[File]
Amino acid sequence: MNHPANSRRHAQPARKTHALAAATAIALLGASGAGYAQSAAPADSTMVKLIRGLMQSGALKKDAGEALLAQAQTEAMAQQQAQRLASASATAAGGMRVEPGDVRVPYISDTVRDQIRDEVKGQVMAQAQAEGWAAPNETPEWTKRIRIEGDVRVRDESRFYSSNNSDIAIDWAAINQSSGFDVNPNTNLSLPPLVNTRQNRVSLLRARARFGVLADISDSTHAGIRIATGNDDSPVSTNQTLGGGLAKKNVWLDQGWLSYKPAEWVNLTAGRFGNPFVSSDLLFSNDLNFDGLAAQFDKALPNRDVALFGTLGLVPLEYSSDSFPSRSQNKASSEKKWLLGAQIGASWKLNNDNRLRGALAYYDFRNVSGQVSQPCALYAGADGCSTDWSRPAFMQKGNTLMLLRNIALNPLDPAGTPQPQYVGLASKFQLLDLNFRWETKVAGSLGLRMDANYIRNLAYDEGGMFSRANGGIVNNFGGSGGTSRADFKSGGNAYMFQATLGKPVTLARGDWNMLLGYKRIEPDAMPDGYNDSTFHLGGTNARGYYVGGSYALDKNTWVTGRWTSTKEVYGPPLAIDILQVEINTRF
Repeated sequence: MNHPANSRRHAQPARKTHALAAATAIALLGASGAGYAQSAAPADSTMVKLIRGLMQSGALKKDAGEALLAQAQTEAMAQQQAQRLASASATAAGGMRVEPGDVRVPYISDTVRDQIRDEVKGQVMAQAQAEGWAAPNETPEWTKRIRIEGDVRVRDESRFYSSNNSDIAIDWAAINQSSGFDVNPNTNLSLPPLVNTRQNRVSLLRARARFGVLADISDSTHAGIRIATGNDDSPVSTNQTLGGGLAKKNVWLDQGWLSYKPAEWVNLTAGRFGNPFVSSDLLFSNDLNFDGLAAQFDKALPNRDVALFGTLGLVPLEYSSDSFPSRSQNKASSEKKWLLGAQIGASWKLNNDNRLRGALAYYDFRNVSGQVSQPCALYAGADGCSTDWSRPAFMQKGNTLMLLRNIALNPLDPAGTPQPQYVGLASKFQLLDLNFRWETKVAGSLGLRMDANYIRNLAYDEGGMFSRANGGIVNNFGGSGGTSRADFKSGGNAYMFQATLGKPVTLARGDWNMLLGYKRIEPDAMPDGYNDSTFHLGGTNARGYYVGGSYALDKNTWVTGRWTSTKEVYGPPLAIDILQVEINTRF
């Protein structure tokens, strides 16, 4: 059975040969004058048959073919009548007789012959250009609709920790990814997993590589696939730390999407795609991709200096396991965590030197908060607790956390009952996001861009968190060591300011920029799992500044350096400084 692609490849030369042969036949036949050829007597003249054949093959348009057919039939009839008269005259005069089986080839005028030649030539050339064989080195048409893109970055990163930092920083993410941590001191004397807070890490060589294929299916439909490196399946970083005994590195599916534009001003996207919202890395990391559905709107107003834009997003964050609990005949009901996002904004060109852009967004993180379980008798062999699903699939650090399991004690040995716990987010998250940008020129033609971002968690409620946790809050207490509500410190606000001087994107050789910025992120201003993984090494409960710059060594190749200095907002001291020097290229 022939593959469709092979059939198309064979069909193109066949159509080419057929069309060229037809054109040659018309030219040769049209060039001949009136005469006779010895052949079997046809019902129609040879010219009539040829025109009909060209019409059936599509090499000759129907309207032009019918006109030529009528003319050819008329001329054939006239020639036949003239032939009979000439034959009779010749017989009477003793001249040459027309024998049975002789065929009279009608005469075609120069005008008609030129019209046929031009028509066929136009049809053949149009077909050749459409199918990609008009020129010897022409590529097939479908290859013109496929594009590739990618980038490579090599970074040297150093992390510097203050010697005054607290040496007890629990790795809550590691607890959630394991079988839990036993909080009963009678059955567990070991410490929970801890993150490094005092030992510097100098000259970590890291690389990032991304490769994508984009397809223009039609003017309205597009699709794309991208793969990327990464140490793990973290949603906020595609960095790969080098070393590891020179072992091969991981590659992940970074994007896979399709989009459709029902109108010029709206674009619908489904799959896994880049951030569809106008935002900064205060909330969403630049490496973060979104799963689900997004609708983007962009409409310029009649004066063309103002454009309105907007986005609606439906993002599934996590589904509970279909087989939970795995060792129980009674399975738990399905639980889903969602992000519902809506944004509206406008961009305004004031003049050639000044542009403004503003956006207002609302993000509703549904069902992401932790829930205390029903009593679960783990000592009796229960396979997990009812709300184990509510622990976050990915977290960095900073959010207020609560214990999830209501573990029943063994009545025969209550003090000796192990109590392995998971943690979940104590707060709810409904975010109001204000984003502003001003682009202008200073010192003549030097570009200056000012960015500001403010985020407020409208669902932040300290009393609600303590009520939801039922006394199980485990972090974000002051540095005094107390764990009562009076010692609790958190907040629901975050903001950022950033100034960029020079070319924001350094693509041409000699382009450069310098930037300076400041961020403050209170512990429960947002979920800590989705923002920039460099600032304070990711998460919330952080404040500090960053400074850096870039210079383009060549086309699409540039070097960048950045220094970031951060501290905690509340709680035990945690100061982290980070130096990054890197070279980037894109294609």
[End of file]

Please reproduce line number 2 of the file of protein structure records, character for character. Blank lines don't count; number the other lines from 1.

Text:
Repeated sequence: MNHPANSRRHAQPARKTHALAAATAIALLGASGAGYAQSAAPADSTMVKLIRGLMQSGALKKDAGEALLAQAQTEAMAQQQAQRLASASATAAGGMRVEPGDVRVPYISDTVRDQIRDEVKGQVMAQAQAEGWAAPNETPEWTKRIRIEGDVRVRDESRFYSSNNSDIAIDWAAINQSSGFDVNPNTNLSLPPLVNTRQNRVSLLRARARFGVLADISDSTHAGIRIATGNDDSPVSTNQTLGGGLAKKNVWLDQGWLSYKPAEWVNLTAGRFGNPFVSSDLLFSNDLNFDGLAAQFDKALPNRDVALFGTLGLVPLEYSSDSFPSRSQNKASSEKKWLLGAQIGASWKLNNDNRLRGALAYYDFRNVSGQVSQPCALYAGADGCSTDWSRPAFMQKGNTLMLLRNIALNPLDPAGTPQPQYVGLASKFQLLDLNFRWETKVAGSLGLRMDANYIRNLAYDEGGMFSRANGGIVNNFGGSGGTSRADFKSGGNAYMFQATLGKPVTLARGDWNMLLGYKRIEPDAMPDGYNDSTFHLGGTNARGYYVGGSYALDKNTWVTGRWTSTKEVYGPPLAIDILQVEINTRF